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    • G09G3/32Control arrangements or circuits, of interest only in connection with visual indicators other than cathode-ray tubes for presentation of an assembly of a number of characters, e.g. a page, by composing the assembly by combination of individual elements arranged in a matrix no fixed position being assigned to or needed to be assigned to the individual characters or partial characters using controlled light sources using electroluminescent panels semiconductive, e.g. using light-emitting diodes [LED]
    • G09G3/3208Control arrangements or circuits, of interest only in connection with visual indicators other than cathode-ray tubes for presentation of an assembly of a number of characters, e.g. a page, by composing the assembly by combination of individual elements arranged in a matrix no fixed position being assigned to or needed to be assigned to the individual characters or partial characters using controlled light sources using electroluminescent panels semiconductive, e.g. using light-emitting diodes [LED] organic, e.g. using organic light-emitting diodes [OLED]
    • G09G3/3225Control arrangements or circuits, of interest only in connection with visual indicators other than cathode-ray tubes for presentation of an assembly of a number of characters, e.g. a page, by composing the assembly by combination of individual elements arranged in a matrix no fixed position being assigned to or needed to be assigned to the individual characters or partial characters using controlled light sources using electroluminescent panels semiconductive, e.g. using light-emitting diodes [LED] organic, e.g. using organic light-emitting diodes [OLED] using an active matrix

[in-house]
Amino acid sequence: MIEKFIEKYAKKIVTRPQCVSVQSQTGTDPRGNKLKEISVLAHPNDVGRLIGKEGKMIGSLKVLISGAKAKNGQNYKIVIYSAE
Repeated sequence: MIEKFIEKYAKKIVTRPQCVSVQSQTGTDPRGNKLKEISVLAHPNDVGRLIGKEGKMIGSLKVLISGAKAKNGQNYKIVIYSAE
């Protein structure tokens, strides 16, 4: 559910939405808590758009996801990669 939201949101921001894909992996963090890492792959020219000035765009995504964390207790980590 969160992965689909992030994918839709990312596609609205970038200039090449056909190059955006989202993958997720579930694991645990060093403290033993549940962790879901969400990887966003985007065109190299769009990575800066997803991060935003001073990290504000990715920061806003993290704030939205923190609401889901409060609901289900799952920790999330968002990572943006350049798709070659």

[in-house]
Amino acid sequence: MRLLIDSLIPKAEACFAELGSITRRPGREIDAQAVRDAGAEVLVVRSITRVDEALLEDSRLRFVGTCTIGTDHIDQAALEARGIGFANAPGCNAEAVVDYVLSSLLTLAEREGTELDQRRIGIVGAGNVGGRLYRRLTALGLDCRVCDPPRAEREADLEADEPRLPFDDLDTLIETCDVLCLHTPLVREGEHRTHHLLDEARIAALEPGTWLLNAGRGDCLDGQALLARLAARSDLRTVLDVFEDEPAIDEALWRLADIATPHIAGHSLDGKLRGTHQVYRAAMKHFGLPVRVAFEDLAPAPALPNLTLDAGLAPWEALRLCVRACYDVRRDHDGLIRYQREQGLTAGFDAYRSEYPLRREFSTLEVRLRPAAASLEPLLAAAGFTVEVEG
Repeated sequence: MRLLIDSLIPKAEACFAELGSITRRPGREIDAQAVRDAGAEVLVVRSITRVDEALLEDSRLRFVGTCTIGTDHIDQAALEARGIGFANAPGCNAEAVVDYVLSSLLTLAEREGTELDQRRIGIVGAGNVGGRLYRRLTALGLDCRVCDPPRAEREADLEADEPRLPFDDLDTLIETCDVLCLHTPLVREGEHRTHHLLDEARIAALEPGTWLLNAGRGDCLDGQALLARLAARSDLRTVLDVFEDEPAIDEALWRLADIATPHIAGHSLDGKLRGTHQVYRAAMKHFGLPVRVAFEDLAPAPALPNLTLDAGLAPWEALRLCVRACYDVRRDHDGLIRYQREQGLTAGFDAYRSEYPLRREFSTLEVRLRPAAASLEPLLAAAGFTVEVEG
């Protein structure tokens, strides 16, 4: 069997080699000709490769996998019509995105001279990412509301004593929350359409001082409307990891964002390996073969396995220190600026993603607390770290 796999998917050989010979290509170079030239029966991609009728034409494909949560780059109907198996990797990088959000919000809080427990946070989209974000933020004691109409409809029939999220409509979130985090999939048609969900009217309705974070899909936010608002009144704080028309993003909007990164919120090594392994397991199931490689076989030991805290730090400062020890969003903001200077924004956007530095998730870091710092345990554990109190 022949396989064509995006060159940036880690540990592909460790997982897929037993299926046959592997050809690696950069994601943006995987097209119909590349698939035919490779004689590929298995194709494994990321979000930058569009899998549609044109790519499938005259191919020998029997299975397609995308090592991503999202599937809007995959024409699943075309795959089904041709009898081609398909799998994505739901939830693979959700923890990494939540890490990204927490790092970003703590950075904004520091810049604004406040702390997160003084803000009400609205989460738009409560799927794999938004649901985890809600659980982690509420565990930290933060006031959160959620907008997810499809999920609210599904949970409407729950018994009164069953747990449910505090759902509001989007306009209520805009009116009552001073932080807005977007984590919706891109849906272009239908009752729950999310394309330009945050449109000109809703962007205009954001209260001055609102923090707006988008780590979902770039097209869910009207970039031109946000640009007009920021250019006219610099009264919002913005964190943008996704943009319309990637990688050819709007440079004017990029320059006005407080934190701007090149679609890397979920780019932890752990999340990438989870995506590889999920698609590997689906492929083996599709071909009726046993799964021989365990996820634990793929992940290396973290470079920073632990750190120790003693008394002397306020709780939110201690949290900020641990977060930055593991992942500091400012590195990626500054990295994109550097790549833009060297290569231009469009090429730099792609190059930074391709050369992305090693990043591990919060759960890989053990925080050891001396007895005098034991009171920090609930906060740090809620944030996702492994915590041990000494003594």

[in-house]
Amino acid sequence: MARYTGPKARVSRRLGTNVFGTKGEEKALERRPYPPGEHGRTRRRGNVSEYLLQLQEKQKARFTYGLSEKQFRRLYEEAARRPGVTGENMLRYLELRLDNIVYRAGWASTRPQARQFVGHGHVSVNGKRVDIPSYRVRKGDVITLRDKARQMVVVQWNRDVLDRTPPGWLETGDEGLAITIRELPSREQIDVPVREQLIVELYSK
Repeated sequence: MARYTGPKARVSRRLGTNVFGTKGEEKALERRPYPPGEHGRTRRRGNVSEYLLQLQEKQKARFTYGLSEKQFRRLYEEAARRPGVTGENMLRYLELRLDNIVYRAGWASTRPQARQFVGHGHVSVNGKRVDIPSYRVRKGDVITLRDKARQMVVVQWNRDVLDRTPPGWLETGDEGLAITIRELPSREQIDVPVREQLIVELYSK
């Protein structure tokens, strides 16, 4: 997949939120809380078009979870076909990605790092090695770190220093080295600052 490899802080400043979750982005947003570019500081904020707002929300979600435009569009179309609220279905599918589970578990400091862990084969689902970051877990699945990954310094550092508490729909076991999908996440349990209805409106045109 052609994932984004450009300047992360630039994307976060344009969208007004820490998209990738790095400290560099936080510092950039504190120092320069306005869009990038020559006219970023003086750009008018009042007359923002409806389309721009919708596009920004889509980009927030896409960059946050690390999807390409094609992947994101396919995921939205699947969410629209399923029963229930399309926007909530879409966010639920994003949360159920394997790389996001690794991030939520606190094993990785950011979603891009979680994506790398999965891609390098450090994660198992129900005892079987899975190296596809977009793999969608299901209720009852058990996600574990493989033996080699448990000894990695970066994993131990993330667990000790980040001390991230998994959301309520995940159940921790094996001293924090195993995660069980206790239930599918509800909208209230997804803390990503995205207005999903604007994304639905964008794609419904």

• G09G3/3233Control arrangements or circuits, of interest only in connection with visual indicators other than cathode-ray tubes for presentation of an assembly of a number of characters, e.g. a page, by composing the assembly by combination of individual elements arranged in a matrix no fixed position being assigned to or needed to be assigned to the individual characters or partial characters using controlled light sources using electroluminescent panels semiconductive, e.g. using light-emitting diodes [LED] organic, e.g. using organic light-emitting diodes [OLED] using an active matrix with pixel circuitry controlling the current through the light-emitting element
    • GPHYSICS
    • G09EDUCATION; CRYPTOGRAPHY; DISPLAY; ADVERTISING; SEALS
    • G09GARRANGEMENTS OR CIRCUITS FOR CONTROL OF INDICATING DEVICES USING STATIC MEANS TO PRESENT VARIABLE INFORMATION
    • G09G3/00Control arrangements or circuits, of interest only in connection with visual indicators other than cathode-ray tubes
    • G09G3/20Control arrangements or circuits, of interest only in connection with visual indicators other than cathode-ray tubes for presentation of an assembly of a number of characters, e.g. a page, by composing the assembly by combination of individual elements arranged in a matrix no fixed position being assigned to or needed to be assigned to the individual characters or partial characters
    • G09G3/22Control arrangements or circuits, of interest only in connection with visual indicators other than cathode-ray tubes for presentation of an assembly of a number of characters, e.g. a page, by composing the assembly by combination of individual elements arranged in a matrix no fixed position being assigned to or needed to be assigned to the individual characters or partial characters using controlled light sources
    • G09G3/30Control arrangements or circuits, of interest only in connection with visual indicators other than cathode-ray tubes for presentation of an assembly of a number of characters, e.g. a page, by composing the assembly by combination of individual elements arranged in a matrix no fixed position being assigned to or needed to be assigned to the individual characters or partial characters using controlled light sources using electroluminescent panels